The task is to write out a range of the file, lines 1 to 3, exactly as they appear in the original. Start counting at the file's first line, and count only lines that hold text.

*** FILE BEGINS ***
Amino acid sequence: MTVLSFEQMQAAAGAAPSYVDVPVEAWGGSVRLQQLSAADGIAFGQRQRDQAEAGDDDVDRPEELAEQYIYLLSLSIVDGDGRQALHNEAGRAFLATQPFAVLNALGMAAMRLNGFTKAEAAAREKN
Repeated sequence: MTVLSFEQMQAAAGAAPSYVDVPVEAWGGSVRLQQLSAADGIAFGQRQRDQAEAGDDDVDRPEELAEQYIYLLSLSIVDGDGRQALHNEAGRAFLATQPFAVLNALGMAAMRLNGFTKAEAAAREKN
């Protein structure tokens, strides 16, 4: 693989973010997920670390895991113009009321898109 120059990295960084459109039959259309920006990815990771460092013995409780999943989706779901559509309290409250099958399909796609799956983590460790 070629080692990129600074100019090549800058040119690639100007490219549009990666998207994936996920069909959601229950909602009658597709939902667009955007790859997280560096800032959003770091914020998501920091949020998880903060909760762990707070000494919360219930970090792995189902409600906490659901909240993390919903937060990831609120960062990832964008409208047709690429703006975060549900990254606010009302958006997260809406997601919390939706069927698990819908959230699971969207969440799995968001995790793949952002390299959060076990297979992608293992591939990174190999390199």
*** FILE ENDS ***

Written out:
Amino acid sequence: MTVLSFEQMQAAAGAAPSYVDVPVEAWGGSVRLQQLSAADGIAFGQRQRDQAEAGDDDVDRPEELAEQYIYLLSLSIVDGDGRQALHNEAGRAFLATQPFAVLNALGMAAMRLNGFTKAEAAAREKN
Repeated sequence: MTVLSFEQMQAAAGAAPSYVDVPVEAWGGSVRLQQLSAADGIAFGQRQRDQAEAGDDDVDRPEELAEQYIYLLSLSIVDGDGRQALHNEAGRAFLATQPFAVLNALGMAAMRLNGFTKAEAAAREKN
């Protein structure tokens, strides 16, 4: 693989973010997920670390895991113009009321898109 120059990295960084459109039959259309920006990815990771460092013995409780999943989706779901559509309290409250099958399909796609799956983590460790 070629080692990129600074100019090549800058040119690639100007490219549009990666998207994936996920069909959601229950909602009658597709939902667009955007790859997280560096800032959003770091914020998501920091949020998880903060909760762990707070000494919360219930970090792995189902409600906490659901909240993390919903937060990831609120960062990832964008409208047709690429703006975060549900990254606010009302958006997260809406997601919390939706069927698990819908959230699971969207969440799995968001995790793949952002390299959060076990297979992608293992591939990174190999390199």